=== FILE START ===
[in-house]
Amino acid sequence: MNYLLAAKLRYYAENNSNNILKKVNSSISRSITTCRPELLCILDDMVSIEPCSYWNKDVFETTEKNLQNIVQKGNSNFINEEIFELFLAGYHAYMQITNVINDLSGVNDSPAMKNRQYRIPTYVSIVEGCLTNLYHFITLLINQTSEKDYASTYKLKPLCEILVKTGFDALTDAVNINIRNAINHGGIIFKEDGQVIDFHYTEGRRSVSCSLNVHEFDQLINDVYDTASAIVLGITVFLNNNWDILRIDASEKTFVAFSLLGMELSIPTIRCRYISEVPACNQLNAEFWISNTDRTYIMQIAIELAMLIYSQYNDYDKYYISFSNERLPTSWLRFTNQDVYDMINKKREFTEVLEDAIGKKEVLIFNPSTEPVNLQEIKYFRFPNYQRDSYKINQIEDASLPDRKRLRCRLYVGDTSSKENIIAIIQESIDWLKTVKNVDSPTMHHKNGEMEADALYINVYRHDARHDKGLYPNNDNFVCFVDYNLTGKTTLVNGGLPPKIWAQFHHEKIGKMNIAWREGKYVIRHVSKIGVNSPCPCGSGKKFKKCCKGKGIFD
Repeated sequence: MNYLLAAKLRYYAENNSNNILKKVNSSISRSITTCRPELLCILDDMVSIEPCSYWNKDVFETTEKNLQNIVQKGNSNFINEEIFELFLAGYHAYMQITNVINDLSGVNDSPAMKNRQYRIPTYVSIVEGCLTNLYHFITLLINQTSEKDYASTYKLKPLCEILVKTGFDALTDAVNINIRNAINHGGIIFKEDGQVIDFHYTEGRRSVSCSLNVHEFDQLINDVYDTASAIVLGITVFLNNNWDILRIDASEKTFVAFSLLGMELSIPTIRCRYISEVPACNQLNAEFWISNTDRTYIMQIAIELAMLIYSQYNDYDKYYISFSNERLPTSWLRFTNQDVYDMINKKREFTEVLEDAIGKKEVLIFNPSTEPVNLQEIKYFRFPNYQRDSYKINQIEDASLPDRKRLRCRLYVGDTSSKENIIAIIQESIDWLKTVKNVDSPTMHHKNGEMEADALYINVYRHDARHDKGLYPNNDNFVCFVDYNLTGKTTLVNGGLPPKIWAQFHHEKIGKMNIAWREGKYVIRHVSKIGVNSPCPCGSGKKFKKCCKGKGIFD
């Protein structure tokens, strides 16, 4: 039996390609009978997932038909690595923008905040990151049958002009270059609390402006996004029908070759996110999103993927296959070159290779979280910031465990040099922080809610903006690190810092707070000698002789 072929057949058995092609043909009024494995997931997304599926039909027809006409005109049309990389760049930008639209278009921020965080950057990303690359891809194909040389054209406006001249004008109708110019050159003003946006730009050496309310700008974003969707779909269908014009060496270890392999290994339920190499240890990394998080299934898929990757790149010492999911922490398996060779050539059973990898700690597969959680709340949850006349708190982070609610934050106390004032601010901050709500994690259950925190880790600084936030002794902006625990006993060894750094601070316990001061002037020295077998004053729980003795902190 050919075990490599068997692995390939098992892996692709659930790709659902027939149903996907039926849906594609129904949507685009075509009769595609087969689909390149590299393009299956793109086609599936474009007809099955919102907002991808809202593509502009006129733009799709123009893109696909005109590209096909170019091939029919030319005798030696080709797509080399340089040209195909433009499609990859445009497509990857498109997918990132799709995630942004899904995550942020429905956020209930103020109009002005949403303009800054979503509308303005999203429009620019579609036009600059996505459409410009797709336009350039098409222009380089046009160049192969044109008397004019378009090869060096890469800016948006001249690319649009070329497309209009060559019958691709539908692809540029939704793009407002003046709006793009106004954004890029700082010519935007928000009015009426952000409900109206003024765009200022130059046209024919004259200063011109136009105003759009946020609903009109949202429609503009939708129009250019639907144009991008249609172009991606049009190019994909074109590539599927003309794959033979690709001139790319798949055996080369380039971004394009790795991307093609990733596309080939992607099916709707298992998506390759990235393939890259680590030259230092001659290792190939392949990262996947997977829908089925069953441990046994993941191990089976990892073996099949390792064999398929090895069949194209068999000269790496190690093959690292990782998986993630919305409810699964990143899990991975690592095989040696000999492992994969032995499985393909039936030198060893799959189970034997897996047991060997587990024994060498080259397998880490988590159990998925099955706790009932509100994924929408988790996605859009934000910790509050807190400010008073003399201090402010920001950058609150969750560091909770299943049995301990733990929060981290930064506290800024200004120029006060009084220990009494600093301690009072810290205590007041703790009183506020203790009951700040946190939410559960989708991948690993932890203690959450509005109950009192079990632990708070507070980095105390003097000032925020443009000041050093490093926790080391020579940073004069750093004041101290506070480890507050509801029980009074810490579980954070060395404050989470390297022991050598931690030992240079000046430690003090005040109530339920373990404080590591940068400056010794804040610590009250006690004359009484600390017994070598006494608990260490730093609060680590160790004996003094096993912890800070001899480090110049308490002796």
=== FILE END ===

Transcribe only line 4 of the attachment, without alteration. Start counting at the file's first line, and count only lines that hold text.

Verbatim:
């Protein structure tokens, strides 16, 4: 039996390609009978997932038909690595923008905040990151049958002009270059609390402006996004029908070759996110999103993927296959070159290779979280910031465990040099922080809610903006690190810092707070000698002789 072929057949058995092609043909009024494995997931997304599926039909027809006409005109049309990389760049930008639209278009921020965080950057990303690359891809194909040389054209406006001249004008109708110019050159003003946006730009050496309310700008974003969707779909269908014009060496270890392999290994339920190499240890990394998080299934898929990757790149010492999911922490398996060779050539059973990898700690597969959680709340949850006349708190982070609610934050106390004032601010901050709500994690259950925190880790600084936030002794902006625990006993060894750094601070316990001061002037020295077998004053729980003795902190 050919075990490599068997692995390939098992892996692709659930790709659902027939149903996907039926849906594609129904949507685009075509009769595609087969689909390149590299393009299956793109086609599936474009007809099955919102907002991808809202593509502009006129733009799709123009893109696909005109590209096909170019091939029919030319005798030696080709797509080399340089040209195909433009499609990859445009497509990857498109997918990132799709995630942004899904995550942020429905956020209930103020109009002005949403303009800054979503509308303005999203429009620019579609036009600059996505459409410009797709336009350039098409222009380089046009160049192969044109008397004019378009090869060096890469800016948006001249690319649009070329497309209009060559019958691709539908692809540029939704793009407002003046709006793009106004954004890029700082010519935007928000009015009426952000409900109206003024765009200022130059046209024919004259200063011109136009105003759009946020609903009109949202429609503009939708129009250019639907144009991008249609172009991606049009190019994909074109590539599927003309794959033979690709001139790319798949055996080369380039971004394009790795991307093609990733596309080939992607099916709707298992998506390759990235393939890259680590030259230092001659290792190939392949990262996947997977829908089925069953441990046994993941191990089976990892073996099949390792064999398929090895069949194209068999000269790496190690093959690292990782998986993630919305409810699964990143899990991975690592095989040696000999492992994969032995499985393909039936030198060893799959189970034997897996047991060997587990024994060498080259397998880490988590159990998925099955706790009932509100994924929408988790996605859009934000910790509050807190400010008073003399201090402010920001950058609150969750560091909770299943049995301990733990929060981290930064506290800024200004120029006060009084220990009494600093301690009072810290205590007041703790009183506020203790009951700040946190939410559960989708991948690993932890203690959450509005109950009192079990632990708070507070980095105390003097000032925020443009000041050093490093926790080391020579940073004069750093004041101290506070480890507050509801029980009074810490579980954070060395404050989470390297022991050598931690030992240079000046430690003090005040109530339920373990404080590591940068400056010794804040610590009250006690004359009484600390017994070598006494608990260490730093609060680590160790004996003094096993912890800070001899480090110049308490002796």